Science + Technology

Two New UCLA Studies Show Benefits of Newborn Screening for ‘Bubble Boy Disease’


Two new UCLA studies show that newborn screening for SevereCombined Immunodeficiency (SCID) — a rare, treatable disorder of the immunesystem commonly known as "bubble boy disease" — is both cost-effective andcould be done accurately using a two‑tiered testing method.

"We wanted to determine whether testing for SCID should beadded to the universal screening panel for genetic disorders," said Dr. SeanMcGhee, clinical instructor of pediatric immunology at Mattel Children'sHospital at UCLA. "Treatment is now advanced enough that 95 percent ofchildren can be cured, but newborns must be detected in the first month, beforethe onset of severe infections."

In the first study — detailed in the November edition of theJournal of Pediatrics — UCLA researchers concluded that SCID screening couldresult in a large benefit to infants, making screening relativelycost-effective in spite of the low incidence of the disease. However, anadequate test would be critical to cost-effectiveness.

The analysis is the first of its kind to examine formallycost and benefits of SCID newborn screening.

To conduct the study, researchers used information about thecosts of diagnosing and treating SCID and the benefits of early diagnosis, andperformed a cost-benefit analysis comparing universal screening with screeningonly those with a family history of SCID.

Researchers determined that a SCID screening test that costless than five dollars with a false-negative rate of 0.9 percent and afalse-positive rate of 0.4 percent would be considered cost-effective bymost currently accepted standards.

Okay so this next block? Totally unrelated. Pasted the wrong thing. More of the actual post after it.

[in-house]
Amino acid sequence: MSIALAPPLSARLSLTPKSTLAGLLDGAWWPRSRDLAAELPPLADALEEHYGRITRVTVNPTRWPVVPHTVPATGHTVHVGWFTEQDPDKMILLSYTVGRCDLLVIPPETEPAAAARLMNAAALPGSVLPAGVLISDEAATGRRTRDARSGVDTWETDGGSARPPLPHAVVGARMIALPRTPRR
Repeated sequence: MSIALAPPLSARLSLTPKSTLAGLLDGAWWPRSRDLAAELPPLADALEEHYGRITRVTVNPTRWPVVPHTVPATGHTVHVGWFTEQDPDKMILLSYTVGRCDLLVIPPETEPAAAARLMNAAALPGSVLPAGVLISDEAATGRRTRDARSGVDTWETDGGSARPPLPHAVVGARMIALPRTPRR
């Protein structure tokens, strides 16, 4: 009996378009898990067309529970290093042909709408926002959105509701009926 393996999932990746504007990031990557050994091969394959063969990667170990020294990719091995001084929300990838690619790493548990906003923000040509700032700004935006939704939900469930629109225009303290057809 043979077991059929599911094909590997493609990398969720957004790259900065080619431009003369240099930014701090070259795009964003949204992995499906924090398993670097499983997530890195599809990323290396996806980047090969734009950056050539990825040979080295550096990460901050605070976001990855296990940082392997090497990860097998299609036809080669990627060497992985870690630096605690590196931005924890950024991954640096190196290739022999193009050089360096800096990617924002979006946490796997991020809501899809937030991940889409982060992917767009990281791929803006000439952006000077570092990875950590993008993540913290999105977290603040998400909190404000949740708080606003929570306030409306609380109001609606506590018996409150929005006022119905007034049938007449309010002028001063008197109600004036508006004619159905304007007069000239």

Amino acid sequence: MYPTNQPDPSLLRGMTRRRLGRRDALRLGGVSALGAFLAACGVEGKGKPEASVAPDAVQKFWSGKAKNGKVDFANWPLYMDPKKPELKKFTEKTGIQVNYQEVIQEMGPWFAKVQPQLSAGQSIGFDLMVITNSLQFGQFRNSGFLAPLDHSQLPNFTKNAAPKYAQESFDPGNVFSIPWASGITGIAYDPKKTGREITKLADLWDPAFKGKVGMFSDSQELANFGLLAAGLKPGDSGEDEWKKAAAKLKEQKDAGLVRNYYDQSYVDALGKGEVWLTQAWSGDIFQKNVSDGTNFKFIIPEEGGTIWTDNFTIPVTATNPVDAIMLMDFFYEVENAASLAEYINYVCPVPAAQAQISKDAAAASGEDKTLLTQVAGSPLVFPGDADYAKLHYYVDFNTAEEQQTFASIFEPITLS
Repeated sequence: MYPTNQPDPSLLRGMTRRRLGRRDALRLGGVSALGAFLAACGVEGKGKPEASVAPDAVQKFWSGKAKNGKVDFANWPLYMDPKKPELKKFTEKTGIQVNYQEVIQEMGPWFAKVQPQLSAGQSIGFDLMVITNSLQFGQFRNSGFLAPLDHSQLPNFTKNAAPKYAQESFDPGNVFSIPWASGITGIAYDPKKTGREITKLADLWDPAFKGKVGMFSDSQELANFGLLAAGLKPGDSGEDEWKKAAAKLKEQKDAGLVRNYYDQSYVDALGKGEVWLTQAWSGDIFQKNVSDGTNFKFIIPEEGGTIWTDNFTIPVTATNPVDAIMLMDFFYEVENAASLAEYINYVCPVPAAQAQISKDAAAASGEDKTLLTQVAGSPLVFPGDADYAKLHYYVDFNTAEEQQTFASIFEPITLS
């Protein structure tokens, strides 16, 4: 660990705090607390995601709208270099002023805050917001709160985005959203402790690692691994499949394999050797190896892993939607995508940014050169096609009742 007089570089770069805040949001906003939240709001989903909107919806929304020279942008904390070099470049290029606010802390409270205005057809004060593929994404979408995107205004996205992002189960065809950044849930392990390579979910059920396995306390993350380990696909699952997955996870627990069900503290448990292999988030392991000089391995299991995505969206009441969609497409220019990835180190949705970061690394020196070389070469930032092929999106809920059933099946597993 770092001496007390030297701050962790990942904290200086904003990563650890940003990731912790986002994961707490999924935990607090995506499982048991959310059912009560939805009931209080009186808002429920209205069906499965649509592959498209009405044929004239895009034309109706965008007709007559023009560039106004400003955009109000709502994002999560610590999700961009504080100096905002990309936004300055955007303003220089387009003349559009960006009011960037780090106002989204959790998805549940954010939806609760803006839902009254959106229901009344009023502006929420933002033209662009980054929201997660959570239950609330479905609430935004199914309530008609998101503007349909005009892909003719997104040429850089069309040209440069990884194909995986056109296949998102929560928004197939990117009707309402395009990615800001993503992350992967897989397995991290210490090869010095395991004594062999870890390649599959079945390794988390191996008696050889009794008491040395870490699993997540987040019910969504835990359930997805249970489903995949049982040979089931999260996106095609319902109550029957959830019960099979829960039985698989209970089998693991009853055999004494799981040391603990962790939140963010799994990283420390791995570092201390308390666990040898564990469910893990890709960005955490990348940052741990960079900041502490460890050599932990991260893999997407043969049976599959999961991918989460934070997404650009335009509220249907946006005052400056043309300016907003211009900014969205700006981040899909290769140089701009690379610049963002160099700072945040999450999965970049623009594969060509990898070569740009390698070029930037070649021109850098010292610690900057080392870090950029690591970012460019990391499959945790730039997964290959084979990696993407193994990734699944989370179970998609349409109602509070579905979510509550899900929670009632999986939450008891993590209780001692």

A nationwide screening program would cost an additional$23.9 million per year for screening costs, but would result in 760 yearsof life saved per year of screening.

In a related pilot study — described in the December editionof Molecular Genetics and Metabolism — McGhee and his colleagues looked atusing a "two-tiered" strategy to improve the accuracy of SCID screenings.

"Existing tests for SCID are pretty good by themselves, butthey do not provide sufficient accuracy in diagnosing the disorder to make themcost-effective," McGhee said. "We wanted to see if combining the two testswould limit the false positive results."

The current basis for the screening test is measurement ofthe number of lymphocytes at the time of birth that are normally very high, butvery low in SCID infants. The screening is done by using dried blood samplesobtained for other newborn screenings.

In the retrospective analysis, investigators measured serumor plasma levels of interleukin-7 (IL-7), a T-cell growth cytokine elevated inSCID, in combination with the previously developed T-cell receptorrecombination excision circles assay.

They found that combining the tests in a two-tiered strategydecreased the false positive rate to nearly zero, which would be sufficient toallow cost-effective screening.

McGhee added that this strategy should be addressed in amulti-center, prospective trial to determine accurately the incidence,specificity, sensitivity and cost of SCID newborn screening.

The incidence of SCID is unknown but may be more common thanpublished estimates because infants frequently die of infection beforediagnosis. If an infant is diagnosed — preferably within the first month oflife — and before their first infection, most can be treated with a bone-marrowtransplant. About half of the patients can be cured; the other half may requireintravenous immune globulin therapy treatments, but can live normal lives.

Other UCLA authors on both studies included Dr. E. Richard Stiehm and Dr. Edward McCabe. In addition, Dr. MortonCowan, University of California, San Francisco, and Dr. Paul Krogstad,UCLA, co-authored the study on the two-tiered universal newborn screeningstrategy.

Support for all research was provided by the human andmolecular development training grant at the David Geffen School of Medicine atUCLA, NIH/NICHD and the Culpepper Biomedical Pilot Initiative of the John D.Rockefeller Foundation.

McCabe is an adviser to GeneFluidics,a nanotechnology company involved in genetic testing.



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